In May 2015, the world’s largest furniture retailer – IKEA – announced that it was opening a second outlet in Queensland in the north Brisbane suburb of North Lakes. The 29,000sqm furniture and homeware store will complement the existing outlet 60km to the south, on the other side of the Brisbane CBD in the City of Logan.
The move is surprising not because it’s happening, but because it has taken so long. Other hardware and homeware stores already exist in Brisbane’s north, and it seemed a no-brainer that IKEA should set up shop and take advantage of the housing boom in the city’s north. But as early as 2008, it was reported the retail giant’s net profits were falling because it was spending everything it made on setting up costly superstores around the country.
It shows how cautious businesses have to be when opening a new outlet, and how even IKEA has the same problems when it comes to expanding – it’s all about when to spend your profit on expansion and when to sit tight.
How do I know when it’s time to expand?
Sometimes it seems the signs are obvious – customers not being able to fit inside the shop, orders that can’t be filled for weeks, meeting your annual profit target after three months. These are signs that you have struck gold and it’s tempting to open a new outlet.
But beware – it could be that the reason you are doing so well is that you have stumbled across the perfect location. The residents in that area want your product, the sales staff you recruited from that area have really understood your business and are a great asset, the rent is low in that area.
If you are doing well, make sure that it’s not just the location that is working for you. If it is, and you open a second outlet somewhere else, it could flop. When making the decision, look at the community, the foot traffic, the kind of person that lives in the new area. Look for similarities to your existing location – local councils may have data on income and median house prices that can help you make your decision.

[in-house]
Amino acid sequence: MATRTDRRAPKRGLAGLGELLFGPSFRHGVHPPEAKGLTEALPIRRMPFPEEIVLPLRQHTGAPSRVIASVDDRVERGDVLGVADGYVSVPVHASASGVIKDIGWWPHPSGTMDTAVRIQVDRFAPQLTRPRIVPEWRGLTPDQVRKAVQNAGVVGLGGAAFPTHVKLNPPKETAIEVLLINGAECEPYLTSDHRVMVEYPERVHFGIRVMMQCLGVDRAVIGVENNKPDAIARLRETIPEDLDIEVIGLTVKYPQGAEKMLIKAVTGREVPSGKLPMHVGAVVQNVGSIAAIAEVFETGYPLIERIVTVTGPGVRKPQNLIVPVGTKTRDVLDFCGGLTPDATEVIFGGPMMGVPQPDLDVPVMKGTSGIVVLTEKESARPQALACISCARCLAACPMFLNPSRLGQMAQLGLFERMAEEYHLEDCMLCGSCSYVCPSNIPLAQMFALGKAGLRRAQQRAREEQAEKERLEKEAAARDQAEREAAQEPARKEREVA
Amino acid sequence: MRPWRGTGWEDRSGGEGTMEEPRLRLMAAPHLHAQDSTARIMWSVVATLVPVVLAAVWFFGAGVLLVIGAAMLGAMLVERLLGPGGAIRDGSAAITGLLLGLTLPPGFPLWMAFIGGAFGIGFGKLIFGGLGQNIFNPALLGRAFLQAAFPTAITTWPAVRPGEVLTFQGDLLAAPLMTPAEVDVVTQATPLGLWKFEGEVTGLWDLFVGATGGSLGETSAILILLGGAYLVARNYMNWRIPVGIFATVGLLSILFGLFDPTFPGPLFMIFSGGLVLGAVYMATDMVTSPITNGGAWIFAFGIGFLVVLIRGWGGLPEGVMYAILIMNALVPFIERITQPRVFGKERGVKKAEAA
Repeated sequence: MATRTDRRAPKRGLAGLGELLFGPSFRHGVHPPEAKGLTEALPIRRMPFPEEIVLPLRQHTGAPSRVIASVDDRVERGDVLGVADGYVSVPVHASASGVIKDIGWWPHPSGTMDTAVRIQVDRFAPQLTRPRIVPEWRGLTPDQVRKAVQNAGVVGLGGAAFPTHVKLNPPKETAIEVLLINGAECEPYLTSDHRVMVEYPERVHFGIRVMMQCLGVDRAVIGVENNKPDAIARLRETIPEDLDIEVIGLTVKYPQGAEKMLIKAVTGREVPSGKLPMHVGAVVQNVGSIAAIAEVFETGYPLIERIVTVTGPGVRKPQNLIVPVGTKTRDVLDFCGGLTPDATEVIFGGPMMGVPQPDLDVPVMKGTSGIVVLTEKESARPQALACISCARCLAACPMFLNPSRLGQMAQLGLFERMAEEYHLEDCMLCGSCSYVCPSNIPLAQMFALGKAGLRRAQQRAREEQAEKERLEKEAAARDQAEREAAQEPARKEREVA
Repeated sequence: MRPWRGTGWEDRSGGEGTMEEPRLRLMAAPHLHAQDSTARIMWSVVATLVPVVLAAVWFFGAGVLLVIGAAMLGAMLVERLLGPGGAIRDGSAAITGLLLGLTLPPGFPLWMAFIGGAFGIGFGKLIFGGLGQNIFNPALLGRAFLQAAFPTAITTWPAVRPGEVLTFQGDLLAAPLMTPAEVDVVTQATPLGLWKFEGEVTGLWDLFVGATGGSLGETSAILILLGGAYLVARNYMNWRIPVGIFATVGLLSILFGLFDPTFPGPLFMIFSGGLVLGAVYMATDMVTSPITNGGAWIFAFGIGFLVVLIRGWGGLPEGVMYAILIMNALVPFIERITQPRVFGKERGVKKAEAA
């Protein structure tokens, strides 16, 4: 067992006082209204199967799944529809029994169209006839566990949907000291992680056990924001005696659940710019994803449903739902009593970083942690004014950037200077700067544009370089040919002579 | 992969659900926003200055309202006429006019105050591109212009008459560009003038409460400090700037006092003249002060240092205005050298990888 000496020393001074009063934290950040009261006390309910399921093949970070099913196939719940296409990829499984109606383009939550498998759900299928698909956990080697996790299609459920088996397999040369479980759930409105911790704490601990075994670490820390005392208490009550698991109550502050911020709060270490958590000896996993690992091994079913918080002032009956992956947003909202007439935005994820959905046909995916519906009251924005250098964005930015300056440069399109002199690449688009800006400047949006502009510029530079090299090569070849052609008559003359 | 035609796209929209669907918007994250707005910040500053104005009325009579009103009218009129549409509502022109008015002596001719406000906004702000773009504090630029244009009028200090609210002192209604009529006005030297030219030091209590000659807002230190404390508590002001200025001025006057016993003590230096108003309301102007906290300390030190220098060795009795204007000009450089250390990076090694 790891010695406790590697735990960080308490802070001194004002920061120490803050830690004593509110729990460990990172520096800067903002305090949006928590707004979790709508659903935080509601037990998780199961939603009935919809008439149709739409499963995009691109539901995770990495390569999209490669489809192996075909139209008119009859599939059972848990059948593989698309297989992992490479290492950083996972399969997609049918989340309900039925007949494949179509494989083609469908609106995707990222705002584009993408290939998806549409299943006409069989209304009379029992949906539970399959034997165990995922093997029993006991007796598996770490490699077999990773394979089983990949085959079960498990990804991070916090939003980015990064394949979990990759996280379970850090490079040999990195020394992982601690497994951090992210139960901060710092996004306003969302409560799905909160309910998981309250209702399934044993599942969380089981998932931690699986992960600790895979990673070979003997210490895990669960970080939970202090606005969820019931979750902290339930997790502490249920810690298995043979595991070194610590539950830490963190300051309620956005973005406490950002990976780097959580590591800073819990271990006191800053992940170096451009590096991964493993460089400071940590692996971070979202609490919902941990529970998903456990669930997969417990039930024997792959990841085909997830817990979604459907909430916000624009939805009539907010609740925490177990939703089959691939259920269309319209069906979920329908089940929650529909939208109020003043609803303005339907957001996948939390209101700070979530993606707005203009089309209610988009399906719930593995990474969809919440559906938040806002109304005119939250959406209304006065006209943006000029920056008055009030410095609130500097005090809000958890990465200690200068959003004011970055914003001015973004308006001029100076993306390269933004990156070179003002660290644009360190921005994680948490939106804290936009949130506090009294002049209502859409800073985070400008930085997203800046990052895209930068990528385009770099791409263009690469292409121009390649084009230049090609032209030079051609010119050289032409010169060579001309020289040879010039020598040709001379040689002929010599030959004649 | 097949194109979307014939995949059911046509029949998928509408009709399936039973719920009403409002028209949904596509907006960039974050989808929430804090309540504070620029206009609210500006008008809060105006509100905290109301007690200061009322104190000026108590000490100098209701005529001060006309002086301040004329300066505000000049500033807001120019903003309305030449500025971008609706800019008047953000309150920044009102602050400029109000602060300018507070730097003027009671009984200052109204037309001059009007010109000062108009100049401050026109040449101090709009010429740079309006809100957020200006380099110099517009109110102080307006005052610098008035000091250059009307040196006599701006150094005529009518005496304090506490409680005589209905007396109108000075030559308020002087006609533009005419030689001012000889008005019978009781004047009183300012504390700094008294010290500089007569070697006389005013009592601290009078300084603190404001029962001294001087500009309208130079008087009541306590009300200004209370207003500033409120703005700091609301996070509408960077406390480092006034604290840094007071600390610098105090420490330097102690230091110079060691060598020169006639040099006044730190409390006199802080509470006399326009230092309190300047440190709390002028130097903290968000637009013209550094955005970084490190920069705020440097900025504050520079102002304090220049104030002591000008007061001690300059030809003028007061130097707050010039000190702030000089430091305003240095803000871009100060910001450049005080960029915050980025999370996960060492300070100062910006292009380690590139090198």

Opening a second outlet versus improving the website
If you’re not sure whether a second outlet is going to work for you, try increasing the capacity of your website – or if you don’t have a website, get one! This is a less risky enterprise for expansion since the capital outlay is far less, plus you have no running costs or staff to recruit. Also, tech solutions to business needs have grown exponentially thanks to the increase in internet speeds. You can even put your office into the cloud by using online faxing, where the traditional fax machine is replaced by a virtual fax number that uses your email client to interact with traditional fax machines. A service like eFax can supply online storage as well as online fax.
There’s limitless storage for your data in the cloud, which means if you do decide to open a new outlet, you won’t have to transfer all your account data to computers at the new site. The information will be accessible in the cloud no matter which outlet you log in from.
In addition to doing your own research and trusting your instincts, if you are a member of the local chamber of commerce or business network you may find out information that assists you in making a choice. Keeping your ear close to the ground when it comes to local developments for example means you are in a better position to choose the right location if you do decide expansion is the next step.